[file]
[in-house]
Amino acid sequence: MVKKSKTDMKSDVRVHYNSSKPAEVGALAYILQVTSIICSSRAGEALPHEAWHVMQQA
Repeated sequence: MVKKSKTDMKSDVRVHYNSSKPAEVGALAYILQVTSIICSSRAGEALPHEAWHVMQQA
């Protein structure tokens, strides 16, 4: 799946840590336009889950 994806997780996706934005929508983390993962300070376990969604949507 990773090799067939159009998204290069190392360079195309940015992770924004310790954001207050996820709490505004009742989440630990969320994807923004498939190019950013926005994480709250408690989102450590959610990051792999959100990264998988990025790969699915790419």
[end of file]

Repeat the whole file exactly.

[in-house]
Amino acid sequence: MVKKSKTDMKSDVRVHYNSSKPAEVGALAYILQVTSIICSSRAGEALPHEAWHVMQQA
Repeated sequence: MVKKSKTDMKSDVRVHYNSSKPAEVGALAYILQVTSIICSSRAGEALPHEAWHVMQQA
């Protein structure tokens, strides 16, 4: 799946840590336009889950 994806997780996706934005929508983390993962300070376990969604949507 990773090799067939159009998204290069190392360079195309940015992770924004310790954001207050996820709490505004009742989440630990969320994807923004498939190019950013926005994480709250408690989102450590959610990051792999959100990264998988990025790969699915790419």